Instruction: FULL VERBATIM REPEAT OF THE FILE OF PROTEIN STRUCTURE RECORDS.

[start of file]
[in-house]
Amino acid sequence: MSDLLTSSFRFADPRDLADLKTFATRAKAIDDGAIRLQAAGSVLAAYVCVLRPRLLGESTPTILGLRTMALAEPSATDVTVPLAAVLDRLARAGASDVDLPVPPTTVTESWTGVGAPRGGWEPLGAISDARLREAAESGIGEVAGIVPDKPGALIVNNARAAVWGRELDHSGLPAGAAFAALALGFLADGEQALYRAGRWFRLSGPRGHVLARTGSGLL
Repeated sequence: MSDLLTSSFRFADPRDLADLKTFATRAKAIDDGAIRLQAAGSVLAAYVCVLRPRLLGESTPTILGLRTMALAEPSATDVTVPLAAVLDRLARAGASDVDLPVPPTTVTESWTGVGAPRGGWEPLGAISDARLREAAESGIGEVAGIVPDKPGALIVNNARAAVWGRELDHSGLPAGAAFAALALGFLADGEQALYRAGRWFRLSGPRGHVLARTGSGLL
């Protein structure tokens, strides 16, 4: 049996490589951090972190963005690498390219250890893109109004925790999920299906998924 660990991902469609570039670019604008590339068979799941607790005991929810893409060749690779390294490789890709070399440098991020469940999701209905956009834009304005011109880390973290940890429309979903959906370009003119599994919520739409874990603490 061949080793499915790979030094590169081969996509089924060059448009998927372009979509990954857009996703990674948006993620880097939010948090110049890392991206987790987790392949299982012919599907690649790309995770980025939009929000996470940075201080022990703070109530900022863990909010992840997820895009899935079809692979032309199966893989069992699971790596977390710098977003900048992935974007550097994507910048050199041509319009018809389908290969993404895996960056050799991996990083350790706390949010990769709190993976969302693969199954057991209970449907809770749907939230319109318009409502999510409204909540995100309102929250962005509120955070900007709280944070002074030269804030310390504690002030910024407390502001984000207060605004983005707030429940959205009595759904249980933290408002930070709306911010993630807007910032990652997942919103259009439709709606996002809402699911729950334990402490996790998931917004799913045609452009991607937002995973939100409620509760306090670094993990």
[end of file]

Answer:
[in-house]
Amino acid sequence: MSDLLTSSFRFADPRDLADLKTFATRAKAIDDGAIRLQAAGSVLAAYVCVLRPRLLGESTPTILGLRTMALAEPSATDVTVPLAAVLDRLARAGASDVDLPVPPTTVTESWTGVGAPRGGWEPLGAISDARLREAAESGIGEVAGIVPDKPGALIVNNARAAVWGRELDHSGLPAGAAFAALALGFLADGEQALYRAGRWFRLSGPRGHVLARTGSGLL
Repeated sequence: MSDLLTSSFRFADPRDLADLKTFATRAKAIDDGAIRLQAAGSVLAAYVCVLRPRLLGESTPTILGLRTMALAEPSATDVTVPLAAVLDRLARAGASDVDLPVPPTTVTESWTGVGAPRGGWEPLGAISDARLREAAESGIGEVAGIVPDKPGALIVNNARAAVWGRELDHSGLPAGAAFAALALGFLADGEQALYRAGRWFRLSGPRGHVLARTGSGLL
């Protein structure tokens, strides 16, 4: 049996490589951090972190963005690498390219250890893109109004925790999920299906998924 660990991902469609570039670019604008590339068979799941607790005991929810893409060749690779390294490789890709070399440098991020469940999701209905956009834009304005011109880390973290940890429309979903959906370009003119599994919520739409874990603490 061949080793499915790979030094590169081969996509089924060059448009998927372009979509990954857009996703990674948006993620880097939010948090110049890392991206987790987790392949299982012919599907690649790309995770980025939009929000996470940075201080022990703070109530900022863990909010992840997820895009899935079809692979032309199966893989069992699971790596977390710098977003900048992935974007550097994507910048050199041509319009018809389908290969993404895996960056050799991996990083350790706390949010990769709190993976969302693969199954057991209970449907809770749907939230319109318009409502999510409204909540995100309102929250962005509120955070900007709280944070002074030269804030310390504690002030910024407390502001984000207060605004983005707030429940959205009595759904249980933290408002930070709306911010993630807007910032990652997942919103259009439709709606996002809402699911729950334990402490996790998931917004799913045609452009991607937002995973939100409620509760306090670094993990």